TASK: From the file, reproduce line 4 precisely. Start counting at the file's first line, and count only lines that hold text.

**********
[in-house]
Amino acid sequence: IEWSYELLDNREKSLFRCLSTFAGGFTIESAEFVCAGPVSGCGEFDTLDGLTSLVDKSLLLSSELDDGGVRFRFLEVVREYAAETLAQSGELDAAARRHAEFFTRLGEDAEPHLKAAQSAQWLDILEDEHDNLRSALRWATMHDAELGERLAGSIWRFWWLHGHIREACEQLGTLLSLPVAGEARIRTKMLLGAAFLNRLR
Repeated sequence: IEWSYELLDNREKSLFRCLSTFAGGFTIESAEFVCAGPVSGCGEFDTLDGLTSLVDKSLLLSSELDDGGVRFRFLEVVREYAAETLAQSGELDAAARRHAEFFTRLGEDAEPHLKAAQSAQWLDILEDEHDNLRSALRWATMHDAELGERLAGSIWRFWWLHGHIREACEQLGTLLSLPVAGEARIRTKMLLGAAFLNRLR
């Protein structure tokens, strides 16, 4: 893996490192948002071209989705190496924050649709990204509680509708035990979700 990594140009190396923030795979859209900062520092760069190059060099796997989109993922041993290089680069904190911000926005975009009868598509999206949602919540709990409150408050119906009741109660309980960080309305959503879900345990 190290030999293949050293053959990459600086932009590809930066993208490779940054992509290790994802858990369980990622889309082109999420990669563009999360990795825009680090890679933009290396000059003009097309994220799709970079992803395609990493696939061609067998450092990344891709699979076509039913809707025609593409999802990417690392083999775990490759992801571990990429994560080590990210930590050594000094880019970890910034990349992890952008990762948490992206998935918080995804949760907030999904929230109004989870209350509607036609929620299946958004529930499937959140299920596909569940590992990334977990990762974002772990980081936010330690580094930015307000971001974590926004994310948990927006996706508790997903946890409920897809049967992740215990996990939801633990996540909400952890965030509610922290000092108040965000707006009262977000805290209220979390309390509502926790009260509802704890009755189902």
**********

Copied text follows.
């Protein structure tokens, strides 16, 4: 893996490192948002071209989705190496924050649709990204509680509708035990979700 990594140009190396923030795979859209900062520092760069190059060099796997989109993922041993290089680069904190911000926005975009009868598509999206949602919540709990409150408050119906009741109660309980960080309305959503879900345990 190290030999293949050293053959990459600086932009590809930066993208490779940054992509290790994802858990369980990622889309082109999420990669563009999360990795825009680090890679933009290396000059003009097309994220799709970079992803395609990493696939061609067998450092990344891709699979076509039913809707025609593409999802990417690392083999775990490759992801571990990429994560080590990210930590050594000094880019970890910034990349992890952008990762948490992206998935918080995804949760907030999904929230109004989870209350509607036609929620299946958004529930499937959140299920596909569940590992990334977990990762974002772990980081936010330690580094930015307000971001974590926004994310948990927006996706508790997903946890409920897809049967992740215990996990939801633990996540909400952890965030509610922290000092108040965000707006009262977000805290209220979390309390509502926790009260509802704890009755189902």